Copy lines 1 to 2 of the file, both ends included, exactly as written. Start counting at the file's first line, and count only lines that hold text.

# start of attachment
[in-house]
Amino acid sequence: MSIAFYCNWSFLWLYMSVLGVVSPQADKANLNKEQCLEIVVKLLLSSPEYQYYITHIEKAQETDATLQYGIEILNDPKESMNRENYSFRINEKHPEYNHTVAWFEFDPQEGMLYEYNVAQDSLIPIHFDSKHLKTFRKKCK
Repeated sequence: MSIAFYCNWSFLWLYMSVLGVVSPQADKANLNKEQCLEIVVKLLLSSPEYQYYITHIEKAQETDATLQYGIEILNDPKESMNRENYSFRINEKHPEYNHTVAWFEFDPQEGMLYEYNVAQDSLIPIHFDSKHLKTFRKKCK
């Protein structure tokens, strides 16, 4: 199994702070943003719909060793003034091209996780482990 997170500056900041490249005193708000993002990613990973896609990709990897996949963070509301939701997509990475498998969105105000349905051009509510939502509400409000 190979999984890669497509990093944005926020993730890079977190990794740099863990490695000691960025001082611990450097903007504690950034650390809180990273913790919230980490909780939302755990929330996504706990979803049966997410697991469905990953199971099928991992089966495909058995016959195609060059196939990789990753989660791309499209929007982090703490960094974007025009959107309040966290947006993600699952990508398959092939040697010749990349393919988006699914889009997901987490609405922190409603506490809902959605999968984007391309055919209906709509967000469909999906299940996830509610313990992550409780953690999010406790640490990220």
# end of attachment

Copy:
[in-house]
Amino acid sequence: MSIAFYCNWSFLWLYMSVLGVVSPQADKANLNKEQCLEIVVKLLLSSPEYQYYITHIEKAQETDATLQYGIEILNDPKESMNRENYSFRINEKHPEYNHTVAWFEFDPQEGMLYEYNVAQDSLIPIHFDSKHLKTFRKKCK